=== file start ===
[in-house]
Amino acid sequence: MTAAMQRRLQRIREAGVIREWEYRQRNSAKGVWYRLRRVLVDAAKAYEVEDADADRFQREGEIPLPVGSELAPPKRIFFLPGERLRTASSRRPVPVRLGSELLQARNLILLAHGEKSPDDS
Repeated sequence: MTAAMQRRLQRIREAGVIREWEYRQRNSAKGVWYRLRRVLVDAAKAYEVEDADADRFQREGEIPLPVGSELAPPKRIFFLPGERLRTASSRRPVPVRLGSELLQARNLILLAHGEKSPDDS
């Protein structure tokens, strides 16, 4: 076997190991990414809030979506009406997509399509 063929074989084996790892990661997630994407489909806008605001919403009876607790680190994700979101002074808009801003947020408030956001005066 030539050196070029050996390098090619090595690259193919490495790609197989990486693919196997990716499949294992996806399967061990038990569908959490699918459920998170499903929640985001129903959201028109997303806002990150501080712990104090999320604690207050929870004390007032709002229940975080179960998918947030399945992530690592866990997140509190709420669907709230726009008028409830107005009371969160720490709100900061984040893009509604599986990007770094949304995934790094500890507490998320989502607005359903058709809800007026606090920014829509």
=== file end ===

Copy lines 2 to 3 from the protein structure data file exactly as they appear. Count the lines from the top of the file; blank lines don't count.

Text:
Amino acid sequence: MTAAMQRRLQRIREAGVIREWEYRQRNSAKGVWYRLRRVLVDAAKAYEVEDADADRFQREGEIPLPVGSELAPPKRIFFLPGERLRTASSRRPVPVRLGSELLQARNLILLAHGEKSPDDS
Repeated sequence: MTAAMQRRLQRIREAGVIREWEYRQRNSAKGVWYRLRRVLVDAAKAYEVEDADADRFQREGEIPLPVGSELAPPKRIFFLPGERLRTASSRRPVPVRLGSELLQARNLILLAHGEKSPDDS